Thursday, 1 October 2015

A call for a public inquiry into Shropshire Council's Adult Services

A recent Guardian article reported in very positive terms on reorganised social services in Shropshire and pointed the way forward, for other local authorities, to adopt similar methods and structures.

It is unfortunate that contrary to Shropshire Council's ameliorating assertions on the subject of Adult Social Care in the County, the adverse impact of local cuts, on people who depend on local services due to their age, vulnerability, illness or disability has been significant and much less positive.

In addition to a program of day centre closures, there have been large-scale staff redundancies  which have had an adverse affect on the lives of many people. The abolition of 'case-loads' has meant that unless people formally complain about an issue, there is virtually no day-to-day contact between social workers and some extremely disabled and vulnerable people.

Intervals of eighteen months between case reviews are not uncommon.

There has been a high profile Court of Appeal case about the lack of consultation on a day centre closure that found against Shropshire Council. Subsequently the Local Ombudsman took the unprecedented step of taking a page in the local newspaper to publish a decision on financial compensation to a local family, that was judged to have suffered hardship and which Shropshire Council had refused to comply with.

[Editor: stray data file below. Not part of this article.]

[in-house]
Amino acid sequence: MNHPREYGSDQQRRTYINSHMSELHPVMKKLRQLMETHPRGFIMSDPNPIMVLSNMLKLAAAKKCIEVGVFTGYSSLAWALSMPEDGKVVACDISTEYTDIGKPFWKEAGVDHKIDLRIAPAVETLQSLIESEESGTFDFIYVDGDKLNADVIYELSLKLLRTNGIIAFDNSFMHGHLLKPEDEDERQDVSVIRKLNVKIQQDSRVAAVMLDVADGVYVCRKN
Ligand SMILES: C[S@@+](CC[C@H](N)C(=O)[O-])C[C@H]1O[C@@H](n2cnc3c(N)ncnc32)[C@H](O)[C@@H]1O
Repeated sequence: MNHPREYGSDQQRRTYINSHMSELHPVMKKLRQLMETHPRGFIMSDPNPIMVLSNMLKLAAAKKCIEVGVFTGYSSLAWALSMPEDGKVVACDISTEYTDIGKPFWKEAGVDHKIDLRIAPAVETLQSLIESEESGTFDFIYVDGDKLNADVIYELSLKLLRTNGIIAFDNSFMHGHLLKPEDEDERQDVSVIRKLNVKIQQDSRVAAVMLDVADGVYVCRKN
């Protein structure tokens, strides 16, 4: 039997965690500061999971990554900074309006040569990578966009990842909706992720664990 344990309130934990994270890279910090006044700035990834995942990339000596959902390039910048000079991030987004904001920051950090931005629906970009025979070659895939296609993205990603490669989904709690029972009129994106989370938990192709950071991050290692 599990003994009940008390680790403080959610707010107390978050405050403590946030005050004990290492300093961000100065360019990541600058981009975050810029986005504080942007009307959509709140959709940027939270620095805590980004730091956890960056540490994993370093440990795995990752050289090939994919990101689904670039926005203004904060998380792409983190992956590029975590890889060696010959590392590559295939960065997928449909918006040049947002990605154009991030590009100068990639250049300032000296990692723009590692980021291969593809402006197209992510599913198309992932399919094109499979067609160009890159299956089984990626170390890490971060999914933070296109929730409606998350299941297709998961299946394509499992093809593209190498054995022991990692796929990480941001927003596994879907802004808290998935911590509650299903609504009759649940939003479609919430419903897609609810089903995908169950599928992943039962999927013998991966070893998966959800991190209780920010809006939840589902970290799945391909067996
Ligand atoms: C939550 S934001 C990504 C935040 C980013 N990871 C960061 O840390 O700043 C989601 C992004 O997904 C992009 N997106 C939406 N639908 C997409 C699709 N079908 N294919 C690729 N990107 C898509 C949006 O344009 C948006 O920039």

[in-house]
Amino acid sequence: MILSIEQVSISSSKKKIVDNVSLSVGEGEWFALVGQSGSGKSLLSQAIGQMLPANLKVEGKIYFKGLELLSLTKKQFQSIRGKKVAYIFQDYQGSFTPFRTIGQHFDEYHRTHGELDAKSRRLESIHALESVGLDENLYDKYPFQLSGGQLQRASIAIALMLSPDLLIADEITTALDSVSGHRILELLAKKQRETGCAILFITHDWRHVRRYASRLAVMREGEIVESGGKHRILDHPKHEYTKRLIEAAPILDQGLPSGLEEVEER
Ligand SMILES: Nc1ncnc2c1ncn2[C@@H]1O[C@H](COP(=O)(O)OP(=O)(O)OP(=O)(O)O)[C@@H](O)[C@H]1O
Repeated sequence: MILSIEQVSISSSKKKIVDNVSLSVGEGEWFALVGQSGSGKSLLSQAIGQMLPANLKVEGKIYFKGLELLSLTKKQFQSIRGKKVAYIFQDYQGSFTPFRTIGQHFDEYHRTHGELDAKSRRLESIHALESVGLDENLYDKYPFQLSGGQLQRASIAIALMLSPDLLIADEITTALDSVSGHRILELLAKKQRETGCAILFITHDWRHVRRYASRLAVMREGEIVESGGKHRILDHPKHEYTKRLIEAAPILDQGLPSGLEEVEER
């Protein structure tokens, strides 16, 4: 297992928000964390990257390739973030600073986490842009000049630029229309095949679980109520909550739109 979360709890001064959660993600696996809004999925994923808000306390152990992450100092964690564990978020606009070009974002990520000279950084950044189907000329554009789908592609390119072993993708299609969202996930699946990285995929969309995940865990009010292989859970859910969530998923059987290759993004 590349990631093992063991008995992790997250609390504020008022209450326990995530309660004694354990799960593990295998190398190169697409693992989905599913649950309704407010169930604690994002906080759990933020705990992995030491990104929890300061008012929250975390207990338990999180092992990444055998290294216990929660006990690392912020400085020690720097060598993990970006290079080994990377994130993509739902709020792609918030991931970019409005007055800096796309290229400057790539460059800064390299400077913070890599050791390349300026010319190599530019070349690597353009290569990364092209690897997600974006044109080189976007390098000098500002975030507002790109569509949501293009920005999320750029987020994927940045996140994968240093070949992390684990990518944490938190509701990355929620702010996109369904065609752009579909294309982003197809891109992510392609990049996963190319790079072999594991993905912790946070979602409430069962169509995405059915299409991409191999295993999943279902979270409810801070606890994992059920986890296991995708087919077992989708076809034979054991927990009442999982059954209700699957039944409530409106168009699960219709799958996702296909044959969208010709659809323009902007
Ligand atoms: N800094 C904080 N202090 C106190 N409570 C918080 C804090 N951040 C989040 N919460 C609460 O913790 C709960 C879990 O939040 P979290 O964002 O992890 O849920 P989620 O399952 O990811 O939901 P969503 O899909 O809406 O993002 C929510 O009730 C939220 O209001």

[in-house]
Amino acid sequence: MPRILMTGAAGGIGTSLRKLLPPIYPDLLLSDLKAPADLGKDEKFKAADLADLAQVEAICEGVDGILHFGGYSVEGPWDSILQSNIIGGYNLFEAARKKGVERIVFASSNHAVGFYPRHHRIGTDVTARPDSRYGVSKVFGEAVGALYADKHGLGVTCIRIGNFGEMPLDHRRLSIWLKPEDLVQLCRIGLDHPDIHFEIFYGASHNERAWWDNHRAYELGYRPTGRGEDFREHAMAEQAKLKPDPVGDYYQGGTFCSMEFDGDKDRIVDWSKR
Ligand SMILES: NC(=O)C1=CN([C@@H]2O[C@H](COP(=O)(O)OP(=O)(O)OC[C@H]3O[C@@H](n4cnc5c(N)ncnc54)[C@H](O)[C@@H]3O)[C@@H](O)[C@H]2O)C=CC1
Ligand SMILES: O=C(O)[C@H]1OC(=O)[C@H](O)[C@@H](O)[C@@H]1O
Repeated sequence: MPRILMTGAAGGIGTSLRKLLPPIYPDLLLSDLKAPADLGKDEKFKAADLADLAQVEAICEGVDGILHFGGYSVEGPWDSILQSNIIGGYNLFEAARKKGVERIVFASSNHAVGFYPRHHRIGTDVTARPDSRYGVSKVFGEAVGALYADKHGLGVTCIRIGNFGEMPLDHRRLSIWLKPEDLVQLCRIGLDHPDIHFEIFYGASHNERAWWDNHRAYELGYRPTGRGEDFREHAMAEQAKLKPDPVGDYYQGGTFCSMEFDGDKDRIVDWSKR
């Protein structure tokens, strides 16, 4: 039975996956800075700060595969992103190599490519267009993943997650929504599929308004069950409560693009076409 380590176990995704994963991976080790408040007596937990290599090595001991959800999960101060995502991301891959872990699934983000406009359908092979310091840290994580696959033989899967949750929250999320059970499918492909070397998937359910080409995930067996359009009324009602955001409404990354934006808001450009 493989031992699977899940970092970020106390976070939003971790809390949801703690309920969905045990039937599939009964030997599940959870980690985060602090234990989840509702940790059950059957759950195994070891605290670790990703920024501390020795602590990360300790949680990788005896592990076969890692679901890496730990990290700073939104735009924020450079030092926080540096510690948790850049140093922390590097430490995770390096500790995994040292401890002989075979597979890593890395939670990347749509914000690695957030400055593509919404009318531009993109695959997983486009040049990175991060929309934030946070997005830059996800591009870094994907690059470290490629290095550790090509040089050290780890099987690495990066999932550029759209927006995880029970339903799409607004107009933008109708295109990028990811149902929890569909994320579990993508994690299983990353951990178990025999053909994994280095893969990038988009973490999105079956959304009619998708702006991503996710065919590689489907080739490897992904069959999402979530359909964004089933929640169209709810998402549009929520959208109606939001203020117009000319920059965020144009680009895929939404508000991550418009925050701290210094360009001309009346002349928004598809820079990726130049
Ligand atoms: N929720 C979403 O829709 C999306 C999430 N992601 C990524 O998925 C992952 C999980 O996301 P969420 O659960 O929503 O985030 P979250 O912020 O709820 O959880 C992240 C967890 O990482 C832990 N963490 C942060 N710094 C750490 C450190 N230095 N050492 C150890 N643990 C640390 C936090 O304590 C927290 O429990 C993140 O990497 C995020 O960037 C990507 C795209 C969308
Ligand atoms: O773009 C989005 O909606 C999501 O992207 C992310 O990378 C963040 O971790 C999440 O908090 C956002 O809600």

If the turmoil that has taken place over the last four years had achieved financial stability then it could be argued that the changes were justified, however the most recent Cabinet Monitor Revenue report (29th July 2015) detailed an overspend in the current year of £3,937,000. {£70,410,000 - £74,347,000}.placing Adult Services in the Council's own Red Category "Red – Savings are not solved on an ongoing basis, nor have they been achieved in the current financial year"

Net expenditure on Adult Care has risen from £59.4 million in 2011/12 to £74.3 million currently. Over that period, the proportion of the Council's net expenditure devoted to Adult Care has risen from 26% to 33% enough to accommodate inflation and demographic pressures.

Yet there have been significant job losses and adverse service changes. Rather than advocating other authorities adopt similar practices what is required is a public inquiry into what is going wrong. A society is judged by the way it treats its most vulnerable citizens, therefore I ask that the situation in Shropshire is addressed urgently. 

It has never been more vital that Shropshire Council listens to the people who they represent.



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Shropshire Cares Campaign